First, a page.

Deeds and other land records are an important part of building any family tree. Outside of telling you what land your ancestors may have owned, and where it was located, deeds are also a potential source of information on family members, family relationships, and other locations in which your ancestor lived. Each time you read a deed for your ancestor, ask yourself the following questions.
1. Is your ancestor selling property?
If so, how did he acquire it? Trace your way back through the grantee deed indexes to learn when and from whom your ancestor first acquired or purchased the land that he’s selling. If you are unable to find an official record of land transfer in the deed indexes, search land grants and warrants at the colony, state, or federal level to see if he was perhaps the original owner? If that also fails, follow the property instead of the owner; use the legal land description to try to identify the property through tax rolls and other land records. Ownership of land without a record of purchase or transfer from the prior owner may provide evidence of inheritance.
2. Where is the property located?
Get a good topographic map covering the area where your ancestor lived and locate your ancestor’s property on the map. In the United States you’ll need a map that shows watercourses for the State Land States and Range/Township lines in the Public Land States – USGS topographic maps are generally excellent for this purpose. Platting the deed can help you to place it on a map with precision, and explore its relationship to the surrounding community. Identifying your ancestor with a particular tract or parcel of land may also provide necessary evidence for distinguishing him from contemporaries with the same name.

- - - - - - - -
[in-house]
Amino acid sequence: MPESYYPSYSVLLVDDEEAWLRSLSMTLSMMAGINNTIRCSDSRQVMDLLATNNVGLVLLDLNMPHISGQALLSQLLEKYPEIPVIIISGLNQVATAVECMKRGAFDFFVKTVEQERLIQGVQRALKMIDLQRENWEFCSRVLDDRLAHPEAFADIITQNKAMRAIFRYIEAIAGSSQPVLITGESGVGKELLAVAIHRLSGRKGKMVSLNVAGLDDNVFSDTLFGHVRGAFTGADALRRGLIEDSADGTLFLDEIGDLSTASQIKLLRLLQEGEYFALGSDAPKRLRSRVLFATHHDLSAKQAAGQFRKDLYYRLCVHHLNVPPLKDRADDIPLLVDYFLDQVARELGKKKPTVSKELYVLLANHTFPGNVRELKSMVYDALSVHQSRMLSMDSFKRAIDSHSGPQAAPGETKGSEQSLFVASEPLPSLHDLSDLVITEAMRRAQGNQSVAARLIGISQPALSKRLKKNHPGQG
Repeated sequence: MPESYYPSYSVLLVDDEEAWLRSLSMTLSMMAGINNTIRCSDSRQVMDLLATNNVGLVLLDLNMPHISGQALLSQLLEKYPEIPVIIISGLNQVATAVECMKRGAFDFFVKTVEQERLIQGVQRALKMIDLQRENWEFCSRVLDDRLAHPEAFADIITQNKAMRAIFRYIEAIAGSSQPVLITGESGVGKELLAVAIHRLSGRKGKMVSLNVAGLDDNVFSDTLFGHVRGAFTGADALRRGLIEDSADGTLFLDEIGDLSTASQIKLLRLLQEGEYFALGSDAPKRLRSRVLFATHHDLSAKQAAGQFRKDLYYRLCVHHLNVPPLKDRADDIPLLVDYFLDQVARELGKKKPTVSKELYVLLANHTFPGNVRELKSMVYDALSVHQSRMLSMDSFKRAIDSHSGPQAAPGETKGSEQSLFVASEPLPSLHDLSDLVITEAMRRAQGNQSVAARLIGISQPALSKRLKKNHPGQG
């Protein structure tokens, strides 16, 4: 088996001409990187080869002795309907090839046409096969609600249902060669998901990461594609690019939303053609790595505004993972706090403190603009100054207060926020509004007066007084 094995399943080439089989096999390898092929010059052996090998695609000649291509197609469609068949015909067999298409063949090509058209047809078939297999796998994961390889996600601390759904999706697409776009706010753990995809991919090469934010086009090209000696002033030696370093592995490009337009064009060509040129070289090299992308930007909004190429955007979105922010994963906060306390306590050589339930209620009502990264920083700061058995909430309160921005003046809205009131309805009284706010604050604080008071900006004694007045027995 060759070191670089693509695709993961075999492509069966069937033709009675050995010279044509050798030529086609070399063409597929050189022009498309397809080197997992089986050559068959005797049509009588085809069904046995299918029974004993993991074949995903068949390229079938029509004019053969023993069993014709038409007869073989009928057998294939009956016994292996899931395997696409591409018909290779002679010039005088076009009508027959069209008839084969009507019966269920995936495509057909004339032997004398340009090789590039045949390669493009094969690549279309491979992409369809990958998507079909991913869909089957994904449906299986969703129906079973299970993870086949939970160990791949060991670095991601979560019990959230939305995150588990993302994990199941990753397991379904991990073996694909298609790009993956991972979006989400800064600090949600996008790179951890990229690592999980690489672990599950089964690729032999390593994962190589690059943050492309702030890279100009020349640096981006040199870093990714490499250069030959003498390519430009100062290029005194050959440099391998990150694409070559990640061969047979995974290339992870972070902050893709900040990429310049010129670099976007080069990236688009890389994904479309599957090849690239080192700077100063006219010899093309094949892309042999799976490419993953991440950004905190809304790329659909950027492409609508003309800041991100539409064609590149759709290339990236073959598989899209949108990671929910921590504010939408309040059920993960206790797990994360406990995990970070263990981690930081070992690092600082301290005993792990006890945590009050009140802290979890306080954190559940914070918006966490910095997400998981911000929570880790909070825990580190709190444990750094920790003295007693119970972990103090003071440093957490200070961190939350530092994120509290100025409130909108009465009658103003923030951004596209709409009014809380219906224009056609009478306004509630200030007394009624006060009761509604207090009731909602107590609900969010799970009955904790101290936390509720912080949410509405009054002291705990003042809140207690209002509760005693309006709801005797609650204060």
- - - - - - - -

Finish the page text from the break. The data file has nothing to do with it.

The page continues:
Once you’ve pinpointed the location of your ancestor’s property, explore the neighborhood. Identify the nearest town, as well as the local churches, schools and cemeteries. Some may be marked on the map, while others may take some research to identify and locate on the map. With this information you can better understand the daily life of your ancestor, and possibly locate additional records.
3. What is the date?
The date a deed was written is not always the date it was recorded at the courthouse. It’s actually not that unusual to find a deed recorded many years or even decades after it was written, and the delay between the two dates may indicate a change in the family such as the coming of age of a minor child or the death or remarriage of a surviving parent. Deeds which were recorded long after the fact can also indicate land that passed down directly through generations of a family, since in some states and time periods a recorded deed was not required unless/until the land was actually sold. In certain situations old deeds may have been brought into the courthouse for re-recording following destruction of local records by fire or flood.
4. What was the purchase price?